Top 10 Obscure Progressive Rock Bands

isaaonrtdmtr
Progressive rock is a very skimmed over genre of music, likely because of its greater diversity compared to other more popular genres. Although this is the sad truth, there still are prog bands that are recognized very well in the musical world. Bands such as Genesis, Rush, Dream Theater, King Crimson, and Pink Floyd still get rather big recognition in the music world, while other bands like Gentle Giant, Jethro Tull, Camel, Van Der Graaf Generator, and IQ are more praised within the general community of prog.
Of course, progressive rock still has a number of bands that are left in the dark. But to give them some form of light is likely a miracle for them. So I'm doing just that. These are my favorite progressive rock bands that are not known to even big prog fans.

The Top Ten

1 JADIS JADIS

Just out of curiosity, how obscure do the bands have to be to qualify? For example, would bands like New Trolls, who were successful within their home countries but lesser known outside of them, or bands like Magma or Dixie Dregs, who have large cult followings, be able to qualify for this list? - The_Crimson_King

It can really be whatever you consider "obscure." The bands I listed are those not largely known/praised in the general prog world. - isaaonrtdmtr

I like this list! - Metal_Treasure

They have had some fine works over the years, specifically their first album "More Than Meets the Eye." Their music can be compared to the likes of IQ, as they had opened for them prior. What separates JADIS from IQ is their more upbeat and guitar-driven sound, which although doesn't turn them into a one-of-a-kind, definitely works for them. - isaaonrtdmtr

2 Verbal Delirium Verbal Delirium

A Greek band, eh? You don't listen to any Greek music artists I bet. Well that's besides the point. Verbal Delirium is awesome. They have a good mix of modern music elements to combine with the psychedelic feel of the 60's. They also show inspiration from metal and jazz music, adding in elements to their songs and making some really beautiful music. My favorite song from them is probably Dancing Generation. - isaaonrtdmtr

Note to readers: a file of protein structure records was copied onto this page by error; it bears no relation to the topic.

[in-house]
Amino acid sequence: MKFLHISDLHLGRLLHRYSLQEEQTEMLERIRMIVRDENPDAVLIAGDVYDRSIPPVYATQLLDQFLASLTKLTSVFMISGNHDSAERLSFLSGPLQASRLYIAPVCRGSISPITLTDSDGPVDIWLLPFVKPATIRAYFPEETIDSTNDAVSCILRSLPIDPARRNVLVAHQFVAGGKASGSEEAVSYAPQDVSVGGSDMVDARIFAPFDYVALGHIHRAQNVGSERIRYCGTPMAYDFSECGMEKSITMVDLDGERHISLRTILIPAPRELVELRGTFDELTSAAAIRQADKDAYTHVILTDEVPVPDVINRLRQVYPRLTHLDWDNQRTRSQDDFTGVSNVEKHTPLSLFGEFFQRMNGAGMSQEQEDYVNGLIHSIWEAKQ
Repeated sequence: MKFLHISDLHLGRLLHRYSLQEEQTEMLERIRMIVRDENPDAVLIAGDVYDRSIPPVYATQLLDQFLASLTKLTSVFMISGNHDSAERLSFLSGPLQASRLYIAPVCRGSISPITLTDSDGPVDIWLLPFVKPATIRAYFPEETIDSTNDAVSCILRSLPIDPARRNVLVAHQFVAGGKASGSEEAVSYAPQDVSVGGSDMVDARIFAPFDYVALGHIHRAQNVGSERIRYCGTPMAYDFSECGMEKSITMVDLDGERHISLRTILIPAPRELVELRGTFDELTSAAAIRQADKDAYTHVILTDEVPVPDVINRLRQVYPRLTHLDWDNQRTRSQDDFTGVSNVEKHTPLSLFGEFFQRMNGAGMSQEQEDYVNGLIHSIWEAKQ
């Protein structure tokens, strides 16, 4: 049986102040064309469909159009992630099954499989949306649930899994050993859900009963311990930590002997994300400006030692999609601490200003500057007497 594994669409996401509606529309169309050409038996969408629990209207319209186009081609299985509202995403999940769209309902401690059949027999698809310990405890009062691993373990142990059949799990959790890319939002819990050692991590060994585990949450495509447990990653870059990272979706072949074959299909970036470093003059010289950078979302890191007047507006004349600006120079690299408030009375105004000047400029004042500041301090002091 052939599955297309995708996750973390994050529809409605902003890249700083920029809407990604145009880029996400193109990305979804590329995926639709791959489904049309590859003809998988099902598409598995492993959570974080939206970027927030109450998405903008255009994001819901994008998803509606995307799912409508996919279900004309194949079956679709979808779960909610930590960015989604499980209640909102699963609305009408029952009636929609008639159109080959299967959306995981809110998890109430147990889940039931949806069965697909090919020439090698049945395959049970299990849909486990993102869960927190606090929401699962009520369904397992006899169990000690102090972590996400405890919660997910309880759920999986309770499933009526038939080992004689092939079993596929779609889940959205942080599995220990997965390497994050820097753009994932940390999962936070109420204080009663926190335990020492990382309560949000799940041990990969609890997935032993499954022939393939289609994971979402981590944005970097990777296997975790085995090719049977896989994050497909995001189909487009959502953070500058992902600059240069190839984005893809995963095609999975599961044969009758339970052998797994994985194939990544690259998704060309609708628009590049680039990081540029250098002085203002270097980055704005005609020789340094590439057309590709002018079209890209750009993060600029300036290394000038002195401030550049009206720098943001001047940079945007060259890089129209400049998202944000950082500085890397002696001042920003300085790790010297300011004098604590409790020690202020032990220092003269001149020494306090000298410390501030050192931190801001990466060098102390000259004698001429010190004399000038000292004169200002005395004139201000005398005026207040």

Haha, yes. Most people don't listen to Greek bands. I listen to a death metal band - Septicflesh, and have heard of several other metal bands. - Metal_Treasure

3 Pendragon Pendragon

Although more or less neo-prog, they still show association to the wonderful world of progressive rock. They had a constantly shifting lineup at one point, but currently are sticking with one general lineup. Their music is definitely worth listening to, especially for neo-prog fans everywhere. Pendragon is amazing. - isaaonrtdmtr

4 Big Big Train Big Big Train

A crossover prog band from the UK, and one of my favorites of all time. They are currently releasing music on their own label: English Electric Recordings, and have a fascinating library of tunes to check out. Although considering the lineup was constantly shifting at times, it likely may be a little hard to keep up. But their overall sound definitely shows influence from folk music, which combined with rock, works extremely well. I'd recommend their more recent albums, especially Grimspound and English Electric. - isaaonrtdmtr